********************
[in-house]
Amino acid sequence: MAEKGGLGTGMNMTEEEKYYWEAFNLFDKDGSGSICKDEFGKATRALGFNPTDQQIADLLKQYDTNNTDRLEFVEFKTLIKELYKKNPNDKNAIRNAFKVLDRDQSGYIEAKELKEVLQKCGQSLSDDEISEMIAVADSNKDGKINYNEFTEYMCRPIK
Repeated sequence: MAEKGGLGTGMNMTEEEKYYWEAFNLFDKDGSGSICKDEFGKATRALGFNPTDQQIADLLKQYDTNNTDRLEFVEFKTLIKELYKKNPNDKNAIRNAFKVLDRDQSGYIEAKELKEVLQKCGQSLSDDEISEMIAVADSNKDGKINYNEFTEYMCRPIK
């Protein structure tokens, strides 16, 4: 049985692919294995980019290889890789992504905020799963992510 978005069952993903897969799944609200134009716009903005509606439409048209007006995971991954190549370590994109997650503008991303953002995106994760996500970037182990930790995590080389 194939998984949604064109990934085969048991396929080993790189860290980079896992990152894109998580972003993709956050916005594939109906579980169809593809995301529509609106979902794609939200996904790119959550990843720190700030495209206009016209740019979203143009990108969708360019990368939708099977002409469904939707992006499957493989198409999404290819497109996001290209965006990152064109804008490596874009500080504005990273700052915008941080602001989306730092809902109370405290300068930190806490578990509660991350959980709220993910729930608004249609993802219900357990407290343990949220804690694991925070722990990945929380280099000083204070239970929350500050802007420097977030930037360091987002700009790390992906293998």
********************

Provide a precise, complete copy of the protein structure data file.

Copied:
[in-house]
Amino acid sequence: MAEKGGLGTGMNMTEEEKYYWEAFNLFDKDGSGSICKDEFGKATRALGFNPTDQQIADLLKQYDTNNTDRLEFVEFKTLIKELYKKNPNDKNAIRNAFKVLDRDQSGYIEAKELKEVLQKCGQSLSDDEISEMIAVADSNKDGKINYNEFTEYMCRPIK
Repeated sequence: MAEKGGLGTGMNMTEEEKYYWEAFNLFDKDGSGSICKDEFGKATRALGFNPTDQQIADLLKQYDTNNTDRLEFVEFKTLIKELYKKNPNDKNAIRNAFKVLDRDQSGYIEAKELKEVLQKCGQSLSDDEISEMIAVADSNKDGKINYNEFTEYMCRPIK
């Protein structure tokens, strides 16, 4: 049985692919294995980019290889890789992504905020799963992510 978005069952993903897969799944609200134009716009903005509606439409048209007006995971991954190549370590994109997650503008991303953002995106994760996500970037182990930790995590080389 194939998984949604064109990934085969048991396929080993790189860290980079896992990152894109998580972003993709956050916005594939109906579980169809593809995301529509609106979902794609939200996904790119959550990843720190700030495209206009016209740019979203143009990108969708360019990368939708099977002409469904939707992006499957493989198409999404290819497109996001290209965006990152064109804008490596874009500080504005990273700052915008941080602001989306730092809902109370405290300068930190806490578990509660991350959980709220993910729930608004249609993802219900357990407290343990949220804690694991925070722990990945929380280099000083204070239970929350500050802007420097977030930037360091987002700009790390992906293998």